• carbon stocks;
  • climate change mitigation;
  • ecosystem services;
  • functional divergence;
  • functional identity;
  • functional traits;
  • land use change;
  • mass ratio hypothesis;
  • niche complementarity;
  • semi-arid Chaco forest


  1. Carbon storage in vegetation and soil underpins climate regulation through carbon sequestration. Because plant species differ in their ability to capture, store and release carbon, the collective functional characteristics of plant communities (functional diversity) should be a major driver of carbon accumulation in terrestrial ecosystems.
  2. Three major components of plant functional diversity could be put forward as drivers of carbon storage in ecosystems: the most abundant functional trait values, the variety of functional trait values and the abundance of particular species that could have additional effects not incorporated in the first two components.
  3. We tested for associations between these components and carbon storage across 16 sites in the Chaco forest of Argentina under the same climate and on highly similar parental material. The sites differed in their plant functional diversity caused by different long-term land-use regimes.
  4. We measured six plant functional traits in 27 species and weighted them by the species abundance at each site to calculate the community-weighted mean (CWM) and the functional divergence (FDvar) of each single trait and of multiple traits (FDiv). We also measured plant and soil carbon storage. Using a stepwise multiple regression analysis, we assessed which of the functional diversity components best explained carbon storage.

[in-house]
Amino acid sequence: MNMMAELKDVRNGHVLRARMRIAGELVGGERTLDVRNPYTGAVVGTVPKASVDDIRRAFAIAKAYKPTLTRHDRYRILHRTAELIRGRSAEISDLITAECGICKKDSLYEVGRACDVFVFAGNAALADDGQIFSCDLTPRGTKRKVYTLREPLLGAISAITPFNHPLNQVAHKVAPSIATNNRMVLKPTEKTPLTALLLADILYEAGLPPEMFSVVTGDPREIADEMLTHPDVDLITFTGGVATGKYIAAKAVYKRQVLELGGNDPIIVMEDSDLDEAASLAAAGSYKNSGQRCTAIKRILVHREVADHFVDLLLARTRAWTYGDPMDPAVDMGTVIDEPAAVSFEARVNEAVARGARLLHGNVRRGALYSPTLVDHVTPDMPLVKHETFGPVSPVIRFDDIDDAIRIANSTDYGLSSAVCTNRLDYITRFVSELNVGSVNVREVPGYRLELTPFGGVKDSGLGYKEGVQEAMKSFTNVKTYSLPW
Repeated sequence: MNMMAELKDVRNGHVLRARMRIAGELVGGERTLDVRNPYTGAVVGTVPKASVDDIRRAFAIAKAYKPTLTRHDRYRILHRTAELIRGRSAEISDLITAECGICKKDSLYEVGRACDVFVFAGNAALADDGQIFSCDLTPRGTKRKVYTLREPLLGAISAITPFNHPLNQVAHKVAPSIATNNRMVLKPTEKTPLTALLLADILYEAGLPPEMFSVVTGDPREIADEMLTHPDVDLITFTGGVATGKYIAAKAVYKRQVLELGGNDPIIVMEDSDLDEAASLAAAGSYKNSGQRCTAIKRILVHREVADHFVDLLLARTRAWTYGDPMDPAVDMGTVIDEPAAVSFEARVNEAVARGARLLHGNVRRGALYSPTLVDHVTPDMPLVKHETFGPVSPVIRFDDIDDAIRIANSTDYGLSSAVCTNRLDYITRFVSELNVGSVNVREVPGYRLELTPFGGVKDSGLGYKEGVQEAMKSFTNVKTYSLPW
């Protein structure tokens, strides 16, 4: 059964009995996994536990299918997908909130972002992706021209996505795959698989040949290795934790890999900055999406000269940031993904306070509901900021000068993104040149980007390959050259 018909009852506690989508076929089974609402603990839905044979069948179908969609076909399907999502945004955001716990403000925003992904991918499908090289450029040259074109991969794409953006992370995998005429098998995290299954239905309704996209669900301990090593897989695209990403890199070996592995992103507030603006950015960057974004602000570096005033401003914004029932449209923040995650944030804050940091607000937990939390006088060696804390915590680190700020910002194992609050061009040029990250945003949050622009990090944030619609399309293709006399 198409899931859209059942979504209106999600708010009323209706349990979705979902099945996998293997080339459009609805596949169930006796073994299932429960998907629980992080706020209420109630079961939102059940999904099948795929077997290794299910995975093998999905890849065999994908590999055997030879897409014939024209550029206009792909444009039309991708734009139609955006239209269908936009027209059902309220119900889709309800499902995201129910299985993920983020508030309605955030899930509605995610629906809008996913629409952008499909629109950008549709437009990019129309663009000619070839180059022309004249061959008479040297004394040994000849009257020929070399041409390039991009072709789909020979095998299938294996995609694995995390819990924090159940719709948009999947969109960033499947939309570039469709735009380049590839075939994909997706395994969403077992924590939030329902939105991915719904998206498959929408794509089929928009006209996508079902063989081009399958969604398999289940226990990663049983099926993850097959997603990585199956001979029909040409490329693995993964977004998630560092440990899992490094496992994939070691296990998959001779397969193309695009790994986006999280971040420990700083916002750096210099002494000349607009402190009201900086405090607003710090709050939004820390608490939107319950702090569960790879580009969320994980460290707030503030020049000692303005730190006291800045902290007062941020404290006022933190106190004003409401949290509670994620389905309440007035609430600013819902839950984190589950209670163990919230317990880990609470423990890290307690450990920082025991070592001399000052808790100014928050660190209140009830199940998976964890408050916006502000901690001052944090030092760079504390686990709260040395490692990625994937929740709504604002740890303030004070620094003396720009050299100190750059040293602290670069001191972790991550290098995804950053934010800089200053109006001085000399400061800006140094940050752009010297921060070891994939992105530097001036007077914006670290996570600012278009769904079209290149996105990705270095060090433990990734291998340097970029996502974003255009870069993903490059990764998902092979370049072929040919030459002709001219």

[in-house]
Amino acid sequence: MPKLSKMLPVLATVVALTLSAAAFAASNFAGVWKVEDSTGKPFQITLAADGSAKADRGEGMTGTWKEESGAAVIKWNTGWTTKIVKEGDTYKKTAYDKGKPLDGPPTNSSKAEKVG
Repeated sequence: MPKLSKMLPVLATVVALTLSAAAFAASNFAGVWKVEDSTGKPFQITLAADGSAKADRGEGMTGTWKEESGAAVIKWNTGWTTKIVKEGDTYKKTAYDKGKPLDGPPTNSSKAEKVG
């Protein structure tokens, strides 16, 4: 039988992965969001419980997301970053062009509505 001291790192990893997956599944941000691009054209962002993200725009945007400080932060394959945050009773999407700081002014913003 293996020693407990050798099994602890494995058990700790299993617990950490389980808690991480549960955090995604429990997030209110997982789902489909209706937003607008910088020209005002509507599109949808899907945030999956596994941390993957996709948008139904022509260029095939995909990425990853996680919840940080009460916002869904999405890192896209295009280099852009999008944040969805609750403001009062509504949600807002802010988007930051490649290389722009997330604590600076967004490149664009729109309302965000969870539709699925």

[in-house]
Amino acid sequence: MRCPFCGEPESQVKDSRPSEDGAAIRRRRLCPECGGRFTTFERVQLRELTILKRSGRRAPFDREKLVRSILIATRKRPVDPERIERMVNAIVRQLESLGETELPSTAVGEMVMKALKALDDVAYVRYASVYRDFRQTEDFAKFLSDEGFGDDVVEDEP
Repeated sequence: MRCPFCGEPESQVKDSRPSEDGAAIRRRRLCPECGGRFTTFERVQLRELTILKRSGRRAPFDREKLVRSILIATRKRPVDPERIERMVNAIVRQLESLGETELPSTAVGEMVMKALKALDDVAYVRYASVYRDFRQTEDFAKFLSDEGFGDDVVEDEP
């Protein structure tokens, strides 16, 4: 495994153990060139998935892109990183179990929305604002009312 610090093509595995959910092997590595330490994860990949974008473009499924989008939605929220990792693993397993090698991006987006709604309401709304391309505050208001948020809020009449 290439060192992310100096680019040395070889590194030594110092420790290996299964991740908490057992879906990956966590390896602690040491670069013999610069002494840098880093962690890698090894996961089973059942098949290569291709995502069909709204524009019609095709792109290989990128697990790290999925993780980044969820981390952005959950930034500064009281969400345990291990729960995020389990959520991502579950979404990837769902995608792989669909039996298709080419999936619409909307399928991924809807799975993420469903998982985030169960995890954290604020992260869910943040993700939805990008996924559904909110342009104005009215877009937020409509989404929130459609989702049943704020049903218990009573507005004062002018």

5. Both CWM and FDvar of plant height and wood-specific gravity, but no leaf traits, were retained as predictors of carbon storage in multiple models. Relationships of FDvar of stem traits and FDiv with carbon storage were all negative. The abundance of five species improved the predictive power of some of the carbon storage models.
  6. Synthesis. All three major components of plant functional diversity contributed to explain carbon storage. What matters the most to carbon storage in these ecosystems is the relative abundance of plants with tall, and to a lesser extent dense, stems with a narrow range of variation around these values. No consistent link was found between carbon storage and the leaf traits usually associated with plant resource use strategy. The negative association of trait divergence with carbon storage provided no evidence in support to niche complementarity promoting carbon storage in these forest ecosystems.